New location, no problem: Good crowds, steady sales at new Farmers Market layout

       Starting its 26th year, the Farmers Market set up inside Bancroft Park for the first time June 8.

Unfazed by the new layout inside Bancroft Park, a steady stream of customers found their way to the season's first Farmers Market June 8.
Westside Pioneer photo

       Initial reports were favorable... especially the perception of added space.
       “All in all, it went pretty well,” summed up Frank Schmidt, president of the Pikes Peak Farmers Market, a nonprofit organization that runs the market as well as others in the area. “I heard from maybe two vendors that wanted it the old way, but most everyone liked it. They said it wasn't as crowded.”
       It also appeared that the market's popularity - Schmidt says it has the best sales of any of his markets - has not dwindled. People strolled in from all sides, browsing past tables that were set up next to 24th Street, along the diagonal walkways in the east part of the park and on the concrete area in front of the bandshell.
       “I sold out almost all my product,” said Schmidt, who owns a honey farm.
       A similar kind of take came from Bleys Kueck, a cheese distributor. In his second year with the market, he commented that “my coolers are way emptier than my first day last year.”
       Elbow room was also a factor for him. Kueck's customers told him they liked there being “more room for people to walk around,” he said.
       Previously, the market, which sets up every Saturday morning from June to the end of October, had been on 24th Street, closing it off between Colorado and Pikes Peak avenues. The vendors were on either side of a single aisle a few feet wide down the middle of the street.
       But this winter city officials told Schmidt that for years they had failed to enforce certain regulations on the market related to street closures. Putting them in effect would have made staying on the street unaffordable, so Schmidt decided to cut his losses - though still paying more than before - by renting the park.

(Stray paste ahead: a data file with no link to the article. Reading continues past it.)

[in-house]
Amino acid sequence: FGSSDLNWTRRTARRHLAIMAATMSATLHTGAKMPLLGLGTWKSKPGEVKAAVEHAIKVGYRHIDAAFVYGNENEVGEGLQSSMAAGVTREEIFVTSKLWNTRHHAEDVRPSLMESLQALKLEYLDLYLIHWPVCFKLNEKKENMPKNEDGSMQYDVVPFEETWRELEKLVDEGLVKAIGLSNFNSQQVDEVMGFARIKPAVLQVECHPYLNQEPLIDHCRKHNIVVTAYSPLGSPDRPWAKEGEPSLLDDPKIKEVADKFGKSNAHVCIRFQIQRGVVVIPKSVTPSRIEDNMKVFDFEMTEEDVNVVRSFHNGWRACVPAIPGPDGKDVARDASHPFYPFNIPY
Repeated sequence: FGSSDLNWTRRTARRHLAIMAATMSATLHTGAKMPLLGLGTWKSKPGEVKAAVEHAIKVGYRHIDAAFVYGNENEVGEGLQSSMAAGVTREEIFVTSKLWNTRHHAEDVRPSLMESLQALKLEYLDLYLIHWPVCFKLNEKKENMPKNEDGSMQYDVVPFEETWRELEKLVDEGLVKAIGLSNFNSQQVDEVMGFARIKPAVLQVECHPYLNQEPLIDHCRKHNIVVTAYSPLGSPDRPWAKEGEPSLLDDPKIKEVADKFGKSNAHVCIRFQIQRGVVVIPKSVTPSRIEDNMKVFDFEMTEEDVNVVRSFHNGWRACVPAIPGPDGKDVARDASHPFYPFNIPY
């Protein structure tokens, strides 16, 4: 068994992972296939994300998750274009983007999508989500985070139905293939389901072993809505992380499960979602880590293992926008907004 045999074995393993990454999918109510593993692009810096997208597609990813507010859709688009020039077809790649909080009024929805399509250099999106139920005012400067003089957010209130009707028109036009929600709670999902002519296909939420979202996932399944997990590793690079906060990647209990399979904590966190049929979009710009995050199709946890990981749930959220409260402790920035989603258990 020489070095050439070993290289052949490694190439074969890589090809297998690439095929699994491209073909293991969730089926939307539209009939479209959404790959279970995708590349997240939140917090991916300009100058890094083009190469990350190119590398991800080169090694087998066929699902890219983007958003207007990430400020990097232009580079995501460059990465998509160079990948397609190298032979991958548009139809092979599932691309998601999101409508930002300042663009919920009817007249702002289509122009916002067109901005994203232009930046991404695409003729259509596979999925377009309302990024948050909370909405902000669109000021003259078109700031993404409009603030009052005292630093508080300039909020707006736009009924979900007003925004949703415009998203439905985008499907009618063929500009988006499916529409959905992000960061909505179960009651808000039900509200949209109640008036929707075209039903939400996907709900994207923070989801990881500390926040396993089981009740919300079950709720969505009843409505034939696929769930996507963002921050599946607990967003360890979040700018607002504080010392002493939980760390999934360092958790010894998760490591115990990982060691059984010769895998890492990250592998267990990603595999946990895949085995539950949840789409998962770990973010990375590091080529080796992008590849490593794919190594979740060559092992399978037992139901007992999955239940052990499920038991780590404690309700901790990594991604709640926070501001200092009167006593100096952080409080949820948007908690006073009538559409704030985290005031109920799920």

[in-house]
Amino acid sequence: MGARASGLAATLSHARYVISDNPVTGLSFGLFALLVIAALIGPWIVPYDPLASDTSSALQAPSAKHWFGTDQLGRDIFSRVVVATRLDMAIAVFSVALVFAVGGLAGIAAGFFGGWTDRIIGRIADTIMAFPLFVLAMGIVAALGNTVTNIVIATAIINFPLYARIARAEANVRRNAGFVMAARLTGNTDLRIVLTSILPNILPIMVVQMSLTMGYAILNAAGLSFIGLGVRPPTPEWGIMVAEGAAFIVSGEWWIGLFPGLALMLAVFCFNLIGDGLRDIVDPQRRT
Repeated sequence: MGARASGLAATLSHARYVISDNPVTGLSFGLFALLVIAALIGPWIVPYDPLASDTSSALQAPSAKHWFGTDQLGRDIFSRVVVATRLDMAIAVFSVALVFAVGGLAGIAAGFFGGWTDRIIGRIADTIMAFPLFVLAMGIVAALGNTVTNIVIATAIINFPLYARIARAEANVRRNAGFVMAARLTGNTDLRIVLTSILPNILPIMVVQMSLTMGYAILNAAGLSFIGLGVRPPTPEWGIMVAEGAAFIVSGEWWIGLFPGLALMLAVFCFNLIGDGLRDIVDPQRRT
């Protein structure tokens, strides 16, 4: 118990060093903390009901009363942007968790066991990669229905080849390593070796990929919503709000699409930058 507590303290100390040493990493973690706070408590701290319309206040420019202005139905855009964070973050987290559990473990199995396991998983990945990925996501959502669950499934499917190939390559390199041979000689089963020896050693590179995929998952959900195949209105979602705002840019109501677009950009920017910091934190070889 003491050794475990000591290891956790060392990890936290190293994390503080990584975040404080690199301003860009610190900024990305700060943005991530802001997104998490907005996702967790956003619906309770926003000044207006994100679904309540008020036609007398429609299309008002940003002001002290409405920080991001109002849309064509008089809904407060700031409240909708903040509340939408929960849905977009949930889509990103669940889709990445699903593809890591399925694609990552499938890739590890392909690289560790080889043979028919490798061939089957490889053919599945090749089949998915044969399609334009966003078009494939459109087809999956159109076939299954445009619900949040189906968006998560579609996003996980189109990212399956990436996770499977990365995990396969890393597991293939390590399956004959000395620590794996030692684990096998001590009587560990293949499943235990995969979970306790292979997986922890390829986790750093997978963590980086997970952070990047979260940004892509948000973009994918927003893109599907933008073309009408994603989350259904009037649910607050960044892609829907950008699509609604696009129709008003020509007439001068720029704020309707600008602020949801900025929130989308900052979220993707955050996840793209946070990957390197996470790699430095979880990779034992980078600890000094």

Another financial advantage to having more room means the market can lease space to more vendors. “We were close to 35 today,” Schmidt said. “Twenty-eight was as good as we could do before. I will add at least three.”

Standing on a Bancroft Park sidewalk next to 24th Street instead of in the street itself, Gary Hanagan (left), owner of Hanagan Farms, mans a sales table June 8 during the first day of this year's summer-Saturdays Farmers Market. In the background can be seen other market booths - all situated in the park now.
Westside Pioneer photo

       Before, having the market in the street had been especially useful to several farmers who drive big trucks of produce to the market. They would park them on the west side of 24th Street and then place sales stands on the pavement in front of them. Last Saturday, the big farmers parked in the same place, but set up their stands on or near the adjacent sidewalk.
       One of those was Gary Hanagan, owner of Hanagan Farms from Swink, Colo. “Change is always hard. But there is more room now, and it was pretty congested,” he said.
       As for his earnings, “they were pretty good for the first day,” he replied. However, he added, that his vegetables were still not ready to pick and basically all he was selling June 8 was preserved goods. “It's too early to tell, but I think it's going to work out,” he said.
       One vendor, tamale merchant Daniel Gonzales, was the only one to remain in the same spot as before - at the northwest corner of Colorado Avenue and 24th. He felt undeterred by the relocation of everyone else. “It didn't bother me one way or the other,” he said.
       It's uncertain what effect the new Farmers Market configuration will have over time on the 20 crafters that set up outside the Old Colorado City History Center. When the market was on 24th street, they were right next to it, but now the street is open and acts as a separator between them.
       Those crafters rent space from the volunteer Old Colorado City Historical Society (OCCHS). This helps the volunteer organization, which owns the center, raise funds to cover its costs.
       According to Sharon Swint, OCCHS president, the new market layout “affected us a little. People tended to walk by us going to and from their cars.” But she suggested that a reporter check back after at least two more Farmers Markets to see how it's really going.

Westside Pioneer article